The art of picking the right presenter for any given award is a tricky one; the more personal the connection between the two parties, and the more genuine the appreciation the presenter has for the presentee, the better. So it’s very hard to fault the organizers of last night’s Governors Awards, the honorary arm of the annual Academy Awards, who really knocked it out of the park this year—most notably by tapping Denzel Washington to present a lifetime achievement award to his old friend Samuel L. Jackson.
(If you want to see more very excellent moments from the not-broadcast-on-TV event, the above thread from The New York Times’ Kyle Buchanan is a real treat.)
Seriously: Just watch the relish with which Washington rattles off both Jackson’s charitable work and his career stats, highlighting, among other things, that Jackson probably has the largest box office take of any single Hollywood actor, ever. “$27 billion in box office,” he notes, before repeating, “$27 billion.” When it’s time to hand off the statue—Jackson’s first, which remains just bizarre—Washington’s enthusiasm is undeniable. (So is Jackson’s, who, clearly emotional, took time to thank “QT,” his wigmaker, and his wife during his acceptance speech.)
Not that the other presenters at the award ceremony—normally held in November or December, but bumped back to Oscars weekend this year due to COVID concerns—were slouches. Bill Murray was effusive in his praise for comedy legend Elaine May (who cracked Ukraine jokes), while John Lithgow paid hearty tribute to frequent Ingmar Bergman collaborator Liv Ullman. All three were receiving honorary Oscars for lifetime achievements, while Danny Glover was also recognized with the Jean Hersholt Humanitarian Award. Glover didn’t shy away from the political topics of the day, either, referencing both The 1619 Project and the trumped-up controversy surrounding “critical race theory” in his acceptance speech.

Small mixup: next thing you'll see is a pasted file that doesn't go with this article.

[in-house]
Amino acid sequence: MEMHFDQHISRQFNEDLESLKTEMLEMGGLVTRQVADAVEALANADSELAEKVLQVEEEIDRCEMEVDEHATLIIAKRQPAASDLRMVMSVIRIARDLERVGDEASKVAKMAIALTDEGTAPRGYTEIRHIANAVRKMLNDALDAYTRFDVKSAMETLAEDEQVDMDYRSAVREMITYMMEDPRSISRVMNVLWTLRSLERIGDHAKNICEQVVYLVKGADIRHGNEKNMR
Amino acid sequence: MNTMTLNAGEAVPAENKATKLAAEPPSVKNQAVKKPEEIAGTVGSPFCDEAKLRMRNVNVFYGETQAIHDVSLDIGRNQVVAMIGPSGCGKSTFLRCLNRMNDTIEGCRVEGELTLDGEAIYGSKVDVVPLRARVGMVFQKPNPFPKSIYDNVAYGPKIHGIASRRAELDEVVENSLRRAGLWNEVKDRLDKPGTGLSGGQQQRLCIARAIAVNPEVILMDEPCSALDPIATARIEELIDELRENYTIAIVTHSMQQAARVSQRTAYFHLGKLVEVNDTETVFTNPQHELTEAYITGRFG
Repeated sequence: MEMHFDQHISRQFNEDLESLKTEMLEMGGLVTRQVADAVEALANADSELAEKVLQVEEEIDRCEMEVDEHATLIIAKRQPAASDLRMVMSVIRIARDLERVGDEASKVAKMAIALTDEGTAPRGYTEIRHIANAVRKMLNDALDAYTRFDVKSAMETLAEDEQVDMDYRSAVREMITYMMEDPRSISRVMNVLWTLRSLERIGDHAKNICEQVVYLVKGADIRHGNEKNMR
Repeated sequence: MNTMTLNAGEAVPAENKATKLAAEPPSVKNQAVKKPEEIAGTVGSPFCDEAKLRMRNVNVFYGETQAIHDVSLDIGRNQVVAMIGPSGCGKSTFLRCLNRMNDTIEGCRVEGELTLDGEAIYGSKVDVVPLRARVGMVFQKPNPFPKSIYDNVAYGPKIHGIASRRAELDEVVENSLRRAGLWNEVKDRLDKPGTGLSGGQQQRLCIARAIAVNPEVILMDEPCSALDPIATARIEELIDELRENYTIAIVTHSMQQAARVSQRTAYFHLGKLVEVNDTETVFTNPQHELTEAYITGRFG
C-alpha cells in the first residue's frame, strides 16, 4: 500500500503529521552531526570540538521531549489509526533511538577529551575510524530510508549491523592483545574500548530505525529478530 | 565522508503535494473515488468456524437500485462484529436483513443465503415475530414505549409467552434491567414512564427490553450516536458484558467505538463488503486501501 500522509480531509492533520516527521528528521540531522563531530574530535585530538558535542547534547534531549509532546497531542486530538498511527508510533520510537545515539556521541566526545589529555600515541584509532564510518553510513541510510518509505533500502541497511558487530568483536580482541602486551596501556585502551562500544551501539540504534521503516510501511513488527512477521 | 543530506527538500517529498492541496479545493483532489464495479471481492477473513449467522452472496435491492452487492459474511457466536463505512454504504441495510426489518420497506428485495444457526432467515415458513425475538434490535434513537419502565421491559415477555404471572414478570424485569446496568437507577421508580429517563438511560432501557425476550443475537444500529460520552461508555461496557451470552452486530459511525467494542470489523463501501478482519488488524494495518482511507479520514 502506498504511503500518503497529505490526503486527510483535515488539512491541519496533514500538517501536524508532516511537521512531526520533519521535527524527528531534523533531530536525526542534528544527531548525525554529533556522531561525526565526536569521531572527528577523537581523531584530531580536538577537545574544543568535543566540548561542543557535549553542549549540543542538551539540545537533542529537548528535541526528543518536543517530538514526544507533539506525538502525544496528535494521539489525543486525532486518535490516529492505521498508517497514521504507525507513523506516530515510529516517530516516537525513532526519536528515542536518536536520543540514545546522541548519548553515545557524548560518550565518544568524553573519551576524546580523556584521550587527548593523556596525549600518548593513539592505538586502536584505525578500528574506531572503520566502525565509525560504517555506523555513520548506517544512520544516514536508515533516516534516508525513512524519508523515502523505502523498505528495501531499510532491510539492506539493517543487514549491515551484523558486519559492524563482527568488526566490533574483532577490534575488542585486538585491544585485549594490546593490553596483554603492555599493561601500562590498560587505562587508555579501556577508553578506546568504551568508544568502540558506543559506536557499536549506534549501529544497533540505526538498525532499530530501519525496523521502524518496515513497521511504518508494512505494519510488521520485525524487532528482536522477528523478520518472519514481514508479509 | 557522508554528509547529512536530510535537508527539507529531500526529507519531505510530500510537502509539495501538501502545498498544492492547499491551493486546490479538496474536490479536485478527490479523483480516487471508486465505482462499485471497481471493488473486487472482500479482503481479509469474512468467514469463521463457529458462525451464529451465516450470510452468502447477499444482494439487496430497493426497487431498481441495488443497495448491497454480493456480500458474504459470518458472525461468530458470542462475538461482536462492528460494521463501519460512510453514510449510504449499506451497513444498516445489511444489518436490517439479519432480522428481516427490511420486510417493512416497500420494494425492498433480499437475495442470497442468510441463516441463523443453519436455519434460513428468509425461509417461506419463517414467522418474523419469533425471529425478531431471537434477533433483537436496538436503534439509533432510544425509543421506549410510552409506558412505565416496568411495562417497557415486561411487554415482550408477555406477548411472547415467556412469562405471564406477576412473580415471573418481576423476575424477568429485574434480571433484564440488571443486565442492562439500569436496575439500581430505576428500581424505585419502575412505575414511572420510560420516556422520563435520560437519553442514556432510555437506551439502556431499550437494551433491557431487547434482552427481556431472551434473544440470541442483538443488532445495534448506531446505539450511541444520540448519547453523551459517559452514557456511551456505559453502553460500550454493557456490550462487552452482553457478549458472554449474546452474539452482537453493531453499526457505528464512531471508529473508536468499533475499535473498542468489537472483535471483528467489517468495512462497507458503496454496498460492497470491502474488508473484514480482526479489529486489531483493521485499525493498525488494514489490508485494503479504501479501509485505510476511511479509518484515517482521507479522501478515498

The Governors Awards date back to 2009, when they were created to… hmm. What’s a nice way to put this? “Elevate” (?) all those honorary awards the Academy was no longer necessarily interested in spending TV time on broadcasting as part of the ceremony proper. (See also the controversial decision to “elevate” eight of the show’s technical categories out of the broadcast outright this year.) Always a smaller affair, it was even smaller than usual this year, with strict COVID protocols and vaccination requirements in place for attendees.
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